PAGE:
As probably many of you already know, I am a big music fan and an amateur self-taught guitarist myself.
In a lot of ways, I find that playing music is like many other things in life: the aspects and dynamics of playing with other musicians are very much comparable to the interactions involved in professional life and even personal relationships.
The Rush album I chose for this post is “Hemispheres“, for the title’s concept of complementarity – two halves forming a sphere, the “perfect” shape. More about that in a minute.
“Musical space” (“Hemispheres”)
I’ve been playing music for many years now (despite the fact that if you ever hear me play, you might think I picked up guitar only a few months ago…) and I have developed in my mind this concept I call “musical space“.
It is very simple: good musicians are always aware of what the other musicians are playing, and they support them, rather than obscure them, giving them the “space” they need.
Being a guitarist, probably the #1 challenge for me is – you guessed right – writing and playing solos. Lots of tough choices!
Should I go for a long or a short one? Should I try to make it technically complex for bonus “awe points”, but risking epic fails if I screw up? Or should I try to make it simple, but risking meh reactions if it doesn’t “click” with the audience?
But perhaps more importantly – what are the others playing? Will the solo blend in nicely or just be the equivalent of a punch in the face?
“Solo” – not really…
If you think about it, the word “solo” (meaning “alone” in Italian) is not really right here. You’re not technically playing alone… and it makes all the difference.
As an example, let’s pick a couple of iconic rock guitar solos: “Hotel California” by The Eagles and “Sultans of Swing” by Dire Straits.
Listen to the isolated guitar tracks below (left) and compare them with the regular mixed versions (right).
Of course, the players are amazing and the solos are really good. They are technically and musically great. There’s nothing “wrong” in the isolated tracks… except they’re missing the rest of the band backing the solo!
The other musicians don’t just disappear during a solo. They all do their part, supporting the song and making their best to make the solo really shine.
For example, in the music I play with my band there are several keyboard/synth solos, and a few bass solos (I’m a big fan of those and my long time friend who plays bass is really good). When it’s time for their solos, I really enjoy stepping back, lowering my volume and do plain rhytm playing, or even use palm muting, to leave sufficient musical space to them.
“Soloing” in IT pre-sales
As I have already written before, I found that sales in IT (just like in almost any other field, I guess) have their dynamics and each team member/musician must dutifully do their part to make the deal/song successful.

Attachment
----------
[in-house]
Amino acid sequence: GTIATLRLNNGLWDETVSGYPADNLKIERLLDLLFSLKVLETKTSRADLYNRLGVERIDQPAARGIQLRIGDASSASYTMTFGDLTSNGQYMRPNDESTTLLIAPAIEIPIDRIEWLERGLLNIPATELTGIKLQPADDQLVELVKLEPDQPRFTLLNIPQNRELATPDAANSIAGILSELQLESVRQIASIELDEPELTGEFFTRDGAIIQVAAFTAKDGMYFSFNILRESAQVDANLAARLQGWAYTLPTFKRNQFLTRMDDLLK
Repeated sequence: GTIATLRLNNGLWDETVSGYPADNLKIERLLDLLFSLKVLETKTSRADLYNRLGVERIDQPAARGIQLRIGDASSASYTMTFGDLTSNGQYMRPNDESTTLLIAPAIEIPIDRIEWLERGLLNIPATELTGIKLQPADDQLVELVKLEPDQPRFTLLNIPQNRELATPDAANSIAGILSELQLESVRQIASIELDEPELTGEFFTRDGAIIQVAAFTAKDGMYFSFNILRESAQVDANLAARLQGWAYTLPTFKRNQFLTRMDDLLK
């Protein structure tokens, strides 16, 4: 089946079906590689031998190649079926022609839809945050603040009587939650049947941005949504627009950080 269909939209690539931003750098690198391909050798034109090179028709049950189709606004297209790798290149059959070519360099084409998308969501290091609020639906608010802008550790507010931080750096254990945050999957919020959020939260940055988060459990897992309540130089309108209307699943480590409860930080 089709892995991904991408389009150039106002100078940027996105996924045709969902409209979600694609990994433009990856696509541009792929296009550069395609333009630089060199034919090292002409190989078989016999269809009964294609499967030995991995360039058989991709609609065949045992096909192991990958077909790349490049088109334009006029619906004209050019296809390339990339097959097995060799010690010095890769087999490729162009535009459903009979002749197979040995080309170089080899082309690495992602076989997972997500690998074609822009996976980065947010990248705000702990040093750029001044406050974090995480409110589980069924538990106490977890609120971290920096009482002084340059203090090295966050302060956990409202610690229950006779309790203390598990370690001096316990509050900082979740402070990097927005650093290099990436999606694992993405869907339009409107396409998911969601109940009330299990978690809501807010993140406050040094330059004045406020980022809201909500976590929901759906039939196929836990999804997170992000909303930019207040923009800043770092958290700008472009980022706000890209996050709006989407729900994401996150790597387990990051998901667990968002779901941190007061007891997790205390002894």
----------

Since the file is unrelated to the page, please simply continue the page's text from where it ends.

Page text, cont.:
In IT pre-sales, your “solo” can be that killer demo or presentation that really drives the point home. But do sales and pre-sales always work together as in a band?
Just like in a song, musicians cannot play solos all the time – it would be a total, inaudible mess. And when someone else is playing a solo, they don’t just stop playing and go for a walk.
This also applies to sales meetings: if one is constantly talking over the others, not listening to their colleagues or (even worse) customers, that meeting is pretty much doomed.
In the same way, if there are several people but only one talks, the “listeners” will notice. And if while one person is talking their colleagues are playing Farmville on their phone, they will notice.
In a song that “works” the listener can hear everybody playing. Different sounds and styles contributing to the same goal – interaction and chemistry are key.
Call and Response
How cool is it when musicians play so well together that they complete each other’s phrasings? I guess one of the main reasons trading solos and call and response are so popular is the emotion you can feel witnessing the synergy between talented professionals.
As an example, listen to this brilliant instrumental passage from Toto’s “Bottom of your soul”:
Phillinganes’ piano and Lukather’s guitar interweave in an amazing way. In the first section, it’s almost as if they are “chasing” each other, one instrument picking up where the other left. The second section builds up to a powerful unison that leads right back to the chorus. Awesomeness.
I’ve had the pleasure of feeling this kind of synergy with some of the sales professionals I’ve worked with. I can remember “magic” meetings where everything worked so well and so naturally, without even having to “rehearse” anything in advance. Everybody just did their job the best they could, involving the other colleague from time to time to reinforce the message, giving the necessary space, much like “trading solos”.
I can tell our customer could feel what was going on. This led to a more fruitful and active participation on their part – interaction between presenters also helps with keeping up the attention level and the flow of discussion.
The bottom line (?)
If there is one thing I learned from playing in a band, is that in music – just like in pre-sales – it is not only a matter of skills (or “how good you are”). Interaction and self-awareness play a major role.
Great musicians know when to play and when to pause, when to “show off” with a scorching solo and when to “step back” playing as simple as possible. And they know teamwork is essential.
I have to say that in my professional life I’ve encountered quite a few examples (often with people from big vendors…) of “solos” gone wrong or simply not so effective. I always try to keep that in mind and learn from those examples, hopefully avoiding the same mistakes!
“Music is the space between the notes”